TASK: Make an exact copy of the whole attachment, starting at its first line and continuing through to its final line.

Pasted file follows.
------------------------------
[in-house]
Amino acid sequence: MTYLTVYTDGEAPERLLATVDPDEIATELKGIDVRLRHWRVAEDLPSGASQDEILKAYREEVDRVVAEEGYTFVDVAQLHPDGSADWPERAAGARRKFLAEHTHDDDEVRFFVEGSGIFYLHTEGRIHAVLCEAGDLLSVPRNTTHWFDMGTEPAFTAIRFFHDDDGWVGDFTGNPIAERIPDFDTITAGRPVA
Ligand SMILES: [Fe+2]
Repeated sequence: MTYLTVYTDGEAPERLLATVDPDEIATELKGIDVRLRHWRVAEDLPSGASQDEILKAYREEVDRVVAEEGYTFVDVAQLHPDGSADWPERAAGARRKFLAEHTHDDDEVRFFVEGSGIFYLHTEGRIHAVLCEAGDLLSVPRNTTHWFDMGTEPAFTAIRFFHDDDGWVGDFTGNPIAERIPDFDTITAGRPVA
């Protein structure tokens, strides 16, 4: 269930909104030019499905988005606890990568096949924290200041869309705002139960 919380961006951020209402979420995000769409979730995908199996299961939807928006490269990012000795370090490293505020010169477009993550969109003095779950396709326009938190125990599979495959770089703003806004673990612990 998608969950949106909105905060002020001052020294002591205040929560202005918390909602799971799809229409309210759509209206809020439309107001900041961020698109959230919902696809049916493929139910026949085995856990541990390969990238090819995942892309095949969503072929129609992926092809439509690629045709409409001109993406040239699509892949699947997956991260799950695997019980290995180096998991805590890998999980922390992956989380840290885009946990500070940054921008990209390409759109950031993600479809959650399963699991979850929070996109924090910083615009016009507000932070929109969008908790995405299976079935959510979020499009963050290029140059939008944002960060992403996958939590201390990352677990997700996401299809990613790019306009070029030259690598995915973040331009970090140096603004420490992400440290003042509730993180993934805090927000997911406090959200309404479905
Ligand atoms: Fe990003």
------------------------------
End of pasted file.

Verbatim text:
[in-house]
Amino acid sequence: MTYLTVYTDGEAPERLLATVDPDEIATELKGIDVRLRHWRVAEDLPSGASQDEILKAYREEVDRVVAEEGYTFVDVAQLHPDGSADWPERAAGARRKFLAEHTHDDDEVRFFVEGSGIFYLHTEGRIHAVLCEAGDLLSVPRNTTHWFDMGTEPAFTAIRFFHDDDGWVGDFTGNPIAERIPDFDTITAGRPVA
Ligand SMILES: [Fe+2]
Repeated sequence: MTYLTVYTDGEAPERLLATVDPDEIATELKGIDVRLRHWRVAEDLPSGASQDEILKAYREEVDRVVAEEGYTFVDVAQLHPDGSADWPERAAGARRKFLAEHTHDDDEVRFFVEGSGIFYLHTEGRIHAVLCEAGDLLSVPRNTTHWFDMGTEPAFTAIRFFHDDDGWVGDFTGNPIAERIPDFDTITAGRPVA
């Protein structure tokens, strides 16, 4: 269930909104030019499905988005606890990568096949924290200041869309705002139960 919380961006951020209402979420995000769409979730995908199996299961939807928006490269990012000795370090490293505020010169477009993550969109003095779950396709326009938190125990599979495959770089703003806004673990612990 998608969950949106909105905060002020001052020294002591205040929560202005918390909602799971799809229409309210759509209206809020439309107001900041961020698109959230919902696809049916493929139910026949085995856990541990390969990238090819995942892309095949969503072929129609992926092809439509690629045709409409001109993406040239699509892949699947997956991260799950695997019980290995180096998991805590890998999980922390992956989380840290885009946990500070940054921008990209390409759109950031993600479809959650399963699991979850929070996109924090910083615009016009507000932070929109969008908790995405299976079935959510979020499009963050290029140059939008944002960060992403996958939590201390990352677990997700996401299809990613790019306009070029030259690598995915973040331009970090140096603004420490992400440290003042509730993180993934805090927000997911406090959200309404479905
Ligand atoms: Fe990003």